Roots Community Kitchen
Apple Galette with Caramel Sauce

Anatolian Ravoili with Chickpeas, Feta and Brown Butter

Mushroom ravioli tossed in a spicy, smoky, brown butter with chickpeas, then topped with feta cheese and a mint sauce. 

 

 KCB_1674

Absolutely fabulous, smoky paprika is the secret weapon.

 

Interested? Here's the recipe from Susan Feniger's Street Food Cookbook.  

 

 

 

KCB_1586

The ingredients you'll need are won ton wraps, mushrooms, onion, lemon, yogurt, feta cheese, mint, butter, olive oil, smoky paprika and salt. 

 

 

mont_001

In a medium skillet, add olive oil and cook the onion until it starts to brown, add the finely minced mushrooms, smoky paprika and salt, continue cooking, stirring occasionally. 

 

While the mushroom mixture is cooking, it's time to make the smoky paprika butter.

mont_000

In a mixing bowl, add softened butter, smoky paprika, salt and harissa (I used sriracha) mix completely. Set aside in the refrigerator. 

Next time I'm making a double batch, it's wonderful and it keeps for up to 2 weeks in the refrigerator. 

 

 

mont_002

Give the mint a quick fine chop and add to the yogurt. 

By now, the filling is ready.

Brush a won ton wrapper with a beaten egg, <pretend I was smart enough to get a photo of that> that's the glue that will hold the wrapper closed and prevents the fillng from coming out. 

Place a scant teaspoon of filling on top of the wrapper. 

 

I made just plain ol' fold over ravioli. In the cookbook they brought all four corners up to the top and pinched the sides together making a fancy ravioli.  

mont_003

Bring two corners together on top. Firmly pinch the sides together to seal the edges closed.

 

 

mont_004

Working  in small batches, drop the ravioli into boiling salted water; after about 3 minutes or when it floats to the top, it's done. Remove and drain. 

 

 

mont_005

In an extra large skillet add the smoky paprika butter and let it melt until frothy. Add the chickpeas and let them get all toasty, about a minute.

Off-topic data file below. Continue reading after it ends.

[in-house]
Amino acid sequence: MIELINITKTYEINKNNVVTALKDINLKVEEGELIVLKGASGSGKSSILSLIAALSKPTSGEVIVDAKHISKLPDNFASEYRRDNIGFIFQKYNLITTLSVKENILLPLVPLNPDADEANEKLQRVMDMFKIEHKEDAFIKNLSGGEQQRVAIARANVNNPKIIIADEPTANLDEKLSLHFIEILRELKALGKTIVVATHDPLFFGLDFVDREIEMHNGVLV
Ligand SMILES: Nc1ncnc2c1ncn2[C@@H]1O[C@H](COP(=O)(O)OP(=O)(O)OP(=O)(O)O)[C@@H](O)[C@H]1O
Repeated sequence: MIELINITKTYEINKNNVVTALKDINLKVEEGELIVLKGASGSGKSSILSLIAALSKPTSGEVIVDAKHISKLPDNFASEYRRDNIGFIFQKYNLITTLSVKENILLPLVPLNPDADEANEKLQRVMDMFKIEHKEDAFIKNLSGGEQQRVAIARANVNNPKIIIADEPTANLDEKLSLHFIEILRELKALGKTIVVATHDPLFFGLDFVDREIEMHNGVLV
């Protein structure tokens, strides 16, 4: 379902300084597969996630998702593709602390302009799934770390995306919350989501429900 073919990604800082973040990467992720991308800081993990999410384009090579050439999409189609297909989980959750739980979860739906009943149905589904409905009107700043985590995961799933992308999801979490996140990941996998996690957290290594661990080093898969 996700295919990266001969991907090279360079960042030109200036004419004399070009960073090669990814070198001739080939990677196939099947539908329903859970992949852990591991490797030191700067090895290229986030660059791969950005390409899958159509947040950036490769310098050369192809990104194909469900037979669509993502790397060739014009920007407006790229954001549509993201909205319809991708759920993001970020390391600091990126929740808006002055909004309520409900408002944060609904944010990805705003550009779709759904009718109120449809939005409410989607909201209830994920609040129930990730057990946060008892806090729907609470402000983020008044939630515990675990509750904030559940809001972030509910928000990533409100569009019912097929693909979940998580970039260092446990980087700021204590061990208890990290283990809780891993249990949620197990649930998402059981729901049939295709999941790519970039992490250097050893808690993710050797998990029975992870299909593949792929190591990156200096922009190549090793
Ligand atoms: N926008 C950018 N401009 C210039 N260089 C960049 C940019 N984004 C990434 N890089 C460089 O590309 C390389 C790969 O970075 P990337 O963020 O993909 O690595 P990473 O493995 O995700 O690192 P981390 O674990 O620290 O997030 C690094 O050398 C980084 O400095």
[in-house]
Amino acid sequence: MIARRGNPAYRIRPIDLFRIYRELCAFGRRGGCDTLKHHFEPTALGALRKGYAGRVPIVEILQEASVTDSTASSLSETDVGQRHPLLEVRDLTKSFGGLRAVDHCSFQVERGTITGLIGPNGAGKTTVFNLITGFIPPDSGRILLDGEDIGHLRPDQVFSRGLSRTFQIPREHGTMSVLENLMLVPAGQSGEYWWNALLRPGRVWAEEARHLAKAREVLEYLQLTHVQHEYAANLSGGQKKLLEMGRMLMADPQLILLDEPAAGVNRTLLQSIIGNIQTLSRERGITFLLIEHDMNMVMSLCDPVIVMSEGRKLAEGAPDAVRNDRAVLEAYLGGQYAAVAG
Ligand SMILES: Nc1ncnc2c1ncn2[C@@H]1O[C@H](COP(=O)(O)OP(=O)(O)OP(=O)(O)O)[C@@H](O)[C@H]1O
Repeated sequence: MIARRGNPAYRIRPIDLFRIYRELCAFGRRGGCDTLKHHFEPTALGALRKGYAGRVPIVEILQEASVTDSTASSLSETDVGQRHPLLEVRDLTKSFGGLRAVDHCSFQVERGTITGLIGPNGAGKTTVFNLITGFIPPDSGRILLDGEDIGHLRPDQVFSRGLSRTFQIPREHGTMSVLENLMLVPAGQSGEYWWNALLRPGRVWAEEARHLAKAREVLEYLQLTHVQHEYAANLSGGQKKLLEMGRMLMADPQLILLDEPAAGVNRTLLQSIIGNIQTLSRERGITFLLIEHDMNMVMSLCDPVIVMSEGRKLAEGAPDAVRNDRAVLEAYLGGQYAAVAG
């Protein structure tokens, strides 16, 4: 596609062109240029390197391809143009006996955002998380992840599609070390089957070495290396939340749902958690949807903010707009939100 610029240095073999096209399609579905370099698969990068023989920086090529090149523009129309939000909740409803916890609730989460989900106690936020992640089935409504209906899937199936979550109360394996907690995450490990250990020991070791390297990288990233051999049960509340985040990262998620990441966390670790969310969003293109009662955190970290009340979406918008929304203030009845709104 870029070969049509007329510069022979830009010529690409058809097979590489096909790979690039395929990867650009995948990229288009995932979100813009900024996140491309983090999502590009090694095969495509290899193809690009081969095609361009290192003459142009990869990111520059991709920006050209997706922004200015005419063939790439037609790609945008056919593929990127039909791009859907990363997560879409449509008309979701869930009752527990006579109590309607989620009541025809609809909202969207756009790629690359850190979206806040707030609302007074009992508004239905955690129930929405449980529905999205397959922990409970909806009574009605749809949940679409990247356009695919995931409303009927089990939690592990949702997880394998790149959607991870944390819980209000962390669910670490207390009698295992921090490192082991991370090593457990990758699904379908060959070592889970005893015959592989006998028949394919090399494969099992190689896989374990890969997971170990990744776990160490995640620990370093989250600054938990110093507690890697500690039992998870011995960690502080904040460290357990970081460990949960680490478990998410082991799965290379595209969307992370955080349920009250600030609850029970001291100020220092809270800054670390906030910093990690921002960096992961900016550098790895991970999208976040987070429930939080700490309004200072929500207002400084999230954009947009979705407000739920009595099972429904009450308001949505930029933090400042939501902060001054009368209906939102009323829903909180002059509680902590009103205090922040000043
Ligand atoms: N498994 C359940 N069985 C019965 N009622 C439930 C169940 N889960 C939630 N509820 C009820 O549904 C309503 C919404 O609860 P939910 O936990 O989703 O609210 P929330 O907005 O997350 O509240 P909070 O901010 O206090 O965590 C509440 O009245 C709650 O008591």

Add the ravioli and toss gently in the butter for about a minute to toast them.  Plate them and top with the mint yogurt and feta cheese and the dough, if using. 

Enjoy!

I'll be on the hunt for some kataifi pastry dough for the next time I make this. 


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Anatolian Ravoili with Chickpeas, Feta and Brown Butter.

pasta

1/3 pound kataifi pastry dough; optional
or substitute with filo dough; cut into strips
3 tablespoons unsalted butter, melted kosher salt
2 tablespoons extra virgin olive oil
1 large white onion, finely chopped
1 pound cremini or button mushrooms, finely; chopped (5 cups)
1 teaspoon smoked paprika
1 (12-ounce) package square wonton wrappers
3 large eggs, beaten
smoked paprika butter
1 (15.5-ounce) can chickpeas (garbanzo beans); rinsed, drained
2 lemons, halved
mint yogurt
1/4 cup crumbled feta cheese

1 If you are making the dish with the** kataifi pastry, preheat the oven to
400 ° F.

2 Put the kataifi dough in a small mixing bowl, and using your hands, pull
apart the ribbons to separate them slightly. Add the melted butter and a
pinch of salt. Mix well, and then spread it out on a baking sheet. Bake,
stirring about halfway through, for 10 to 12 minutes, until golden brown.
Set aside to cool.

3 Meanwhile, make the ravioli filling: Heat the olive oil in a medium sauté